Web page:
News / Middle East

    Egypt's Atheists Struggle to be Heard, Not Jailed

    Egypt's Atheists Struggle to be Heard, Not Jailedi
    X
    December 05, 2013 5:23 AM
    In Egypt, key points of difference often revolve around religion. These central questions often leave little room for those who have no religious beliefs. VOA's Elizabeth Arrott has more from Cairo.
    Egypt's Atheists Struggle to be Heard, Not Jailed
    Elizabeth Arrott
    In Egypt, key points of difference often revolve around religion: did the rule of Islamist President Mohamed Morsi threaten to radicalize the deeply conservative country? Will minority Christians find the protection they have so long sought? These central questions often leave little room for those who have no religious beliefs. As Egypt undergoes profound change, atheists are trying to be heard, arguing tolerance could be a true test of Egyptian modernity.

    Across Egypt, from the call to prayer sounding from the mosques five times a day, to the sermons of Christian churches, religion permeates daily life.

    For most, it is a faith that must be never broken. Leaders of the nation's Christian minority make it almost impossible for Christians to leave the church. For Egypt's Muslims, a Pew Research survey finds nearly 90 percent believe those who leave Islam should be killed.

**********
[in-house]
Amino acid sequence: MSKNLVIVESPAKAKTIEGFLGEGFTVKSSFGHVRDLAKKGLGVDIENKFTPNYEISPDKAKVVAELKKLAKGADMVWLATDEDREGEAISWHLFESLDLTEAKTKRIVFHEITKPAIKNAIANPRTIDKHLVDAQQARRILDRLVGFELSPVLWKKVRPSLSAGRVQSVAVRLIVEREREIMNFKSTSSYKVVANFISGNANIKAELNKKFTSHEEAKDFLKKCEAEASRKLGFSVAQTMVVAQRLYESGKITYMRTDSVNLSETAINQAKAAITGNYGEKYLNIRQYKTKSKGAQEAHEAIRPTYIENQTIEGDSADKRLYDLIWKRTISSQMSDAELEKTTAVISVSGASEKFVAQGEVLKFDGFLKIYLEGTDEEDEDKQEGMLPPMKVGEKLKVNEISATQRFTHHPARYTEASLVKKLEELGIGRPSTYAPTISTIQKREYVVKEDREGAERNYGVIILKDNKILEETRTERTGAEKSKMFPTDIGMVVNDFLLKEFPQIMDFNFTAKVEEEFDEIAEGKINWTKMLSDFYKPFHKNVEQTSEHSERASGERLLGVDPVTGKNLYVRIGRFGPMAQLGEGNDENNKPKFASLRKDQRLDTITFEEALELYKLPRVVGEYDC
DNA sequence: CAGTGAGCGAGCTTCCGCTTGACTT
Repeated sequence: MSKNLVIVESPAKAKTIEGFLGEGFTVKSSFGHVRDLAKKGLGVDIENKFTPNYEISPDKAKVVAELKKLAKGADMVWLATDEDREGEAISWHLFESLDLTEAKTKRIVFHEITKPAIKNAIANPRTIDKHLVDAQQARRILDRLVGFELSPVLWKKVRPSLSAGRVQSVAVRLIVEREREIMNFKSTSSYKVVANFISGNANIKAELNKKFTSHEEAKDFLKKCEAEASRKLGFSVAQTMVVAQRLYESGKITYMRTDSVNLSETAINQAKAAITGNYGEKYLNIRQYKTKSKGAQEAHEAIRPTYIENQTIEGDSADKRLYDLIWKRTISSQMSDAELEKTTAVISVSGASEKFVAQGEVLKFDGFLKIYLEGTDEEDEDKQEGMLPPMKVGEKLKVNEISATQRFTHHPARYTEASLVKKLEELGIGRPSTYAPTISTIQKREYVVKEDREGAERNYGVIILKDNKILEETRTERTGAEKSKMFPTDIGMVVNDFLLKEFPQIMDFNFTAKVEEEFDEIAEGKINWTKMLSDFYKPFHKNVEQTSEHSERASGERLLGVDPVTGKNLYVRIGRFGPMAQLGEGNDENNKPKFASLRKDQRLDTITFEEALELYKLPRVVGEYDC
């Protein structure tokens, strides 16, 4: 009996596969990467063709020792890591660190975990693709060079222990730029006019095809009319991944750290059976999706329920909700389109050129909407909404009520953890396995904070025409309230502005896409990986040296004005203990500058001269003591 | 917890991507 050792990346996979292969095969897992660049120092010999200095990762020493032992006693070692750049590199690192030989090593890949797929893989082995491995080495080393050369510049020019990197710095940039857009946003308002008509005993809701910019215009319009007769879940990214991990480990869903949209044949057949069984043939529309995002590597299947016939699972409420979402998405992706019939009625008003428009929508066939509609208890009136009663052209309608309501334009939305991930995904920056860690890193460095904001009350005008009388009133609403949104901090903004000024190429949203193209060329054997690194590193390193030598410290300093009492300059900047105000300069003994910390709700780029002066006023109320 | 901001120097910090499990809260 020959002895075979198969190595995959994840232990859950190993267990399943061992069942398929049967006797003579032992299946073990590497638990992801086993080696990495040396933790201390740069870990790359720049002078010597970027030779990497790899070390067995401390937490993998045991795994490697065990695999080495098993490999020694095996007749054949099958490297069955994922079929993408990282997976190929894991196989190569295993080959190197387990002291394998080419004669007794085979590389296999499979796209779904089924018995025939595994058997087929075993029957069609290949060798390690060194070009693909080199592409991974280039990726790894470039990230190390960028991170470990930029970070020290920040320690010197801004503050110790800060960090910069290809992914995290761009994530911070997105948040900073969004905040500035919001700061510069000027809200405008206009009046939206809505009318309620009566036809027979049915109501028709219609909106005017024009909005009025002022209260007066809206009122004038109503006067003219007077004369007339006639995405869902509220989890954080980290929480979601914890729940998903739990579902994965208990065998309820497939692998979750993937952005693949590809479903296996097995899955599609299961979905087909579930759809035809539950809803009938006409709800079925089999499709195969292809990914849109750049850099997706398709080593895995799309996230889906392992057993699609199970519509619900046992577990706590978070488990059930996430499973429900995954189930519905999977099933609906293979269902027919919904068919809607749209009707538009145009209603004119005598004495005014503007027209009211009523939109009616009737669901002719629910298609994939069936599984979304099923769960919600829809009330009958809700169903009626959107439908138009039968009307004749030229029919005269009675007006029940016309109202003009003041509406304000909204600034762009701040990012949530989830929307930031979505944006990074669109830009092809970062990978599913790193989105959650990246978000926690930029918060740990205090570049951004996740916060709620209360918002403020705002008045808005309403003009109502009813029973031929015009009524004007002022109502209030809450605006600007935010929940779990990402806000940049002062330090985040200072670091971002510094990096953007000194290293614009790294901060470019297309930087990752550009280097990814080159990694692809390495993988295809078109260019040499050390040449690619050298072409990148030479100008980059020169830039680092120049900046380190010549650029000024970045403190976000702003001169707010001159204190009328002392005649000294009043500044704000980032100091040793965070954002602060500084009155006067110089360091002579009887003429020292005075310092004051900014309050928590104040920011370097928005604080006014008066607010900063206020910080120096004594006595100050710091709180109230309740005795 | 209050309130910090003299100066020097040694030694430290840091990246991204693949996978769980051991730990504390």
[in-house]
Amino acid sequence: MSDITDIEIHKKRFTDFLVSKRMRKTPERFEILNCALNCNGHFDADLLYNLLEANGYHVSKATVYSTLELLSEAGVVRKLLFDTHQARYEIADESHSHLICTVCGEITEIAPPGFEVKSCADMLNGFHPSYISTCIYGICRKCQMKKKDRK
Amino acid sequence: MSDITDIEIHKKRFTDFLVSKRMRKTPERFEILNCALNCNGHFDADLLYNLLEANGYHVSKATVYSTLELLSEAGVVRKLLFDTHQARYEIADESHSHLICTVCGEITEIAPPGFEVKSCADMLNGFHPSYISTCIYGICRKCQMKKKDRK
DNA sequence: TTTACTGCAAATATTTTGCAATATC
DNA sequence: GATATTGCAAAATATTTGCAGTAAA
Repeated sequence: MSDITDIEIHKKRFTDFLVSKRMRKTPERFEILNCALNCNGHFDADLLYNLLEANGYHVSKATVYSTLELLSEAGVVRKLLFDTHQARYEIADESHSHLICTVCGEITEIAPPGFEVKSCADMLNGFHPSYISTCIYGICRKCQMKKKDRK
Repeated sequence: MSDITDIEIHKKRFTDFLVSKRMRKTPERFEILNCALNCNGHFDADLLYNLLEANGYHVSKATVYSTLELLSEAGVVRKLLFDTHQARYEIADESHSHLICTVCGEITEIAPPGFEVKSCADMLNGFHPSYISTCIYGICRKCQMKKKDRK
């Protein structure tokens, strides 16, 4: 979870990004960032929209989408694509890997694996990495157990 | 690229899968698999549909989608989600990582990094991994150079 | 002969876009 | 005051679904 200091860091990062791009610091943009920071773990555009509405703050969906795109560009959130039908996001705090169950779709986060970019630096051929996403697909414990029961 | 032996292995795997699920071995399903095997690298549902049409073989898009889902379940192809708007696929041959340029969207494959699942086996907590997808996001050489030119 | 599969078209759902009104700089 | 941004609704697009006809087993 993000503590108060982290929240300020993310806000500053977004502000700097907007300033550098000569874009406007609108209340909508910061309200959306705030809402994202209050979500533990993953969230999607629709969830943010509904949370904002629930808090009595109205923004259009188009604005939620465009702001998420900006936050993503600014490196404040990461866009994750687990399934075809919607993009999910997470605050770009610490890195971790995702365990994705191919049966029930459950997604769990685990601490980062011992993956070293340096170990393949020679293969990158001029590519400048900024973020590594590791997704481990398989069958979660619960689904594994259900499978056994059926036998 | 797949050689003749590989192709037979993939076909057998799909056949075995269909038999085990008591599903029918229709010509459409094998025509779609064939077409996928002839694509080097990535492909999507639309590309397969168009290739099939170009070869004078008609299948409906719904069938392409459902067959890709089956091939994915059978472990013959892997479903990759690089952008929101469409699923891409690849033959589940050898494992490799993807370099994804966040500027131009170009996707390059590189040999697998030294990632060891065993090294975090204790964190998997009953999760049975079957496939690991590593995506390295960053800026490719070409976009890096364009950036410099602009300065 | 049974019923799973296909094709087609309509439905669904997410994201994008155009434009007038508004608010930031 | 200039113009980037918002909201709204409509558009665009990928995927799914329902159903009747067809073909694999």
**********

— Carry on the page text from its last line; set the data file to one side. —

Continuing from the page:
• Former Christian Milad Soliman says he became an atheist after he entered university. He still has a small Coptic cross tattooed on his wrist, Oct. 25, 2013, Cairo. (Yuli Weeks for VOA)
    • Former Muslim Ismail Mohamed says he has to work at his family's laundromat because it is impossible for him, as an atheist, to be employed anywhere else, Oct. 25, 2013, Cairo. (Yuli Weeks for VOA)
    • Former Salafi Muslim Ahmed Hussein did not know what an atheist was until he first opened a Facebook account at the age of 27, Oct. 25, 2013, Cairo. (Yuli Weeks for VOA)
    • Former Christian Ayman Ramzi is the lone atheist in his family. His wife and daughter are practicing Christians. He jokes, "They have their church and I have my Facebook." Oct. 25, 2013, Cairo. (Yuli Weeks for VOA)

    Recently, four men who believe in neither Islam or Christianity - or indeed any religion - met to discuss the difficulties of being atheist in Egypt. They are well aware of the dangers, but they want to speak out - not against religion, but for their right to not have one.

    Ahmed Hussein, from a strict Salafi Muslim family, began to have religious doubts as a teen. He told others only in recent years.

    Watch related video of interview with Egyptian atheists:

    VOA's Elizabeth Arrott interviews Egyptian atheistsi
    || 0:00:00
    ...  
     
    X
    Elizabeth Arrott
    December 06, 2013 2:22 AM
    VOA's Elizabeth Arrott interviews Egyptian atheists

    Hussein describes how his mother simply collapsed at the news. His sheikh sent him to a psychiatrist, who said he was not insane - just an atheist. His sheikh rejected the diagnosis.